As Sunday's Manchester derby hurtled into its 22nd minute, Mario Balotelli neatly rolled home the opener of what would eventually end in a 6-1 City success to spark a host of firework puns across the country.
The controversial Italian might have graced the back pages for all the wrong reasons earlier that day after allegedly setting fire to his house by letting off pyrotechnics in the bathroom, but it was a different story 24 hours later after he inspired Manchester City's biggest victory at neighbours United in 22 years.
The mohawked youngster's claims made late last week that he is "growing up" appeared premature following the blaze at his mansion in the early hours of Saturday morning.
But the 21-year-old is certainly growing on the pitch - or at least letting us in on the talent which prompted Roberto Mancini to snare him from Inter Milan last summer.
Balotelli's adjustment to life in Manchester has not been a smooth one.
While his debut season at City had some bright moments but hardly set the Premier League alight, the madcap striker has still managed to keep his often sullen face in the tabloids with a string of eccentric exploits away from the game.
Car crashes, links with the Italian mafia, training ground bust-ups, grass allergies and an apparent inability to dress himself (those who have not witnessed the 'Bibotelli' incident should head to YouTube immediately) all put his footballing ability in the shade during his first 12 months at City.
However, Balotelli now appears to be making a perfectly scheduled emergence just as Mancini's leaders tighten their chokehold on the standings and gear up a bid to achieve much-hyped domestic dominance.
Having already announced his presence this season by scoring in his last three Premier League encounters, the Italian was out for blood at Old Trafford and proved a constant tormentor to United's beleaguered backline as Sir Alex Ferguson's men crashed to humiliation.
Balotelli neatly broke the deadlock after a short period of United dominance in the first half, tucking a low drive into the bottom corner of David De Gea's net from a James Milner cross with ease.
But it was his celebration that made the strike a memorable one, with the 'Why Always Me?' message emblazoned on his vest when he lifted his shirt providing an impeccably-timed moment of self-deprecating humour made only more amusing by the trademark petulant expression on his face.
Referee Mark Clattenburg failed to see the funny side, promptly handing the striker a booking, and I doubt I was the only one wondering whether Balotelli would repeat the offence and earn himself an early bath when he notched his second after the break - a tap-in at the far post after positioning himself perfectly to meet another Milner assist.
Perhaps the fact that he refrained showed there is something to his claims of new-found maturity and the striker, having also won the foul that led to Jonny Evans' sending off and triggered the capitulation of the home side, left the pitch peaceably in a 70th-minute substitution having executed a job well done.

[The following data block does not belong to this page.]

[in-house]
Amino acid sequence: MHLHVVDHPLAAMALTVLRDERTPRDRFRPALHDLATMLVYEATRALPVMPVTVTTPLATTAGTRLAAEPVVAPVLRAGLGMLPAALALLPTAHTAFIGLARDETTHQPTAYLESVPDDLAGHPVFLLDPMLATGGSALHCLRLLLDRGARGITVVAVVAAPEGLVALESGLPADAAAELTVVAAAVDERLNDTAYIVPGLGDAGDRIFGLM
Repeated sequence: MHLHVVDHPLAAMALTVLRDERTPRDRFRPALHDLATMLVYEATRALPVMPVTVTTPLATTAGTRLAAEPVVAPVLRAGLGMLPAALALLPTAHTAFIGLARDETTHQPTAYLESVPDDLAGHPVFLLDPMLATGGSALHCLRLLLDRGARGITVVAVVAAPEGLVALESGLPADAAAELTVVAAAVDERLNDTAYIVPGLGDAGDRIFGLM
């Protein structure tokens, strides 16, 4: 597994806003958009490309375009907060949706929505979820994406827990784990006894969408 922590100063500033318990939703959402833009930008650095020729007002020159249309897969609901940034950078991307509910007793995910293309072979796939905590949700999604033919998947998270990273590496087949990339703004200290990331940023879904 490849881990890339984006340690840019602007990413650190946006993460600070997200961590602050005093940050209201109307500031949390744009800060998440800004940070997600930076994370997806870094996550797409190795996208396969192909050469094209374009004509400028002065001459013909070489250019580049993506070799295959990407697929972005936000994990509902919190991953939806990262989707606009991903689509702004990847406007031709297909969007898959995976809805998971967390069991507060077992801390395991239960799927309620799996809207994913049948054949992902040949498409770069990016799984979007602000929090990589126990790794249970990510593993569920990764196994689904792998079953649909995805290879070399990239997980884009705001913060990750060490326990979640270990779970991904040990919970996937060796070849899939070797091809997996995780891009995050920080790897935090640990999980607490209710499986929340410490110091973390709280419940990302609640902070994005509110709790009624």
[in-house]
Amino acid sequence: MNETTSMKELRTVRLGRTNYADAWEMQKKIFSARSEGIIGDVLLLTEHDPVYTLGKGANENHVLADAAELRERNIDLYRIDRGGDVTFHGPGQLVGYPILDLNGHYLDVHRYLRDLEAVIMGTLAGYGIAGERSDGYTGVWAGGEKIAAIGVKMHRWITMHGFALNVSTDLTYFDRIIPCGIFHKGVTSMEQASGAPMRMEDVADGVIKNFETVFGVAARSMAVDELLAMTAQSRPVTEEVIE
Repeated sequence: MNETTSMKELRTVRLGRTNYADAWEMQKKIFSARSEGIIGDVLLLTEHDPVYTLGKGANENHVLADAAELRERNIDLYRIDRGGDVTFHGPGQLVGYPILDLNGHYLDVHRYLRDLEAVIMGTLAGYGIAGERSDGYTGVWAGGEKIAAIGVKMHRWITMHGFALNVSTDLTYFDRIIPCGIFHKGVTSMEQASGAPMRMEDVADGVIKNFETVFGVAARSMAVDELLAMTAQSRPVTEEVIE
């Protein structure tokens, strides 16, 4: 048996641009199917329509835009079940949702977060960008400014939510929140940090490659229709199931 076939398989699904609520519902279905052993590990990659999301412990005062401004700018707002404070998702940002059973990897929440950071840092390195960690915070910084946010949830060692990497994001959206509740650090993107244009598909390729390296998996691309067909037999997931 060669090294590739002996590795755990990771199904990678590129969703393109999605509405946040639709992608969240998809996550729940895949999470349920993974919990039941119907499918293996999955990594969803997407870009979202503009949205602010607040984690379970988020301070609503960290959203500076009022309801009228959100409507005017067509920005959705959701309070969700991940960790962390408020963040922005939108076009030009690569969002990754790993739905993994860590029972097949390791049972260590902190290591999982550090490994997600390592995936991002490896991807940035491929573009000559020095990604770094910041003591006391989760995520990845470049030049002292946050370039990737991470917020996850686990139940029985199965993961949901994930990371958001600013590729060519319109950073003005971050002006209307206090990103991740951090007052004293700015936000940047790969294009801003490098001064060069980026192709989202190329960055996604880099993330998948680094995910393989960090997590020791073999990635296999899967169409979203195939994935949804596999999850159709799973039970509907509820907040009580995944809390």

Balotelli might on occasions wander the pitch looking so uninterested he could be mulling over what's for tea, but his display in Sunday's derby proved that a bad attitude does not necessarily equal a bad performance.
When the striker puts his mind to it he is a force to be reckoned with, demonstrating on Sunday moments of slick skill and spurts of blistering pace that left United's centre-half duo Evans and Rio Ferdinand tired and red-faced.
Mancini was so enamoured by the Italian's display in his post-match presser he branded him one of the world's top-five players, backing his talent to eventually reach the dizzying heights of superstars Lionel Messi and Cristiano Ronaldo.
While it remains to be seen whether that assessment was a result of the tactician's post-victory euphoria, there is no denying that Balotelli is shrugging off his status as a joke figure at Ethiad Stadium and emerging as one of the top-flight's most dangerous frontmen.
The youngster is by no means the first footballer to add weight to the theory that eccentricity can come hand-in-hand with genius.
You only have to look at the long line of controversial stars before him, with Eric Cantona and Gazza springing to mind, to realise that the Italian's bizarre disposition could be a blessing rather than a curse.
Perhaps Balotelli gets a wry enjoyment from the bafflement that resonates when the player who donned that cockerel plumed hat coolly slams home a double in one of the campaign's biggest blockbuster showdowns so far.
Mancini summed it up perfectly post-match when he explained: "He is crazy but I love him as a guy. Maybe if you take away that part of him it might take something away from him as a player."
Balotelli's nutty off-field escapades are almost certain to continue, but the odd premature Bonfire Night celebration in his mansion or attempted prison break-in will be laughed off by Mancini, the fans and the red-tops - as long as the hitman continues to prove there is a method to his madness.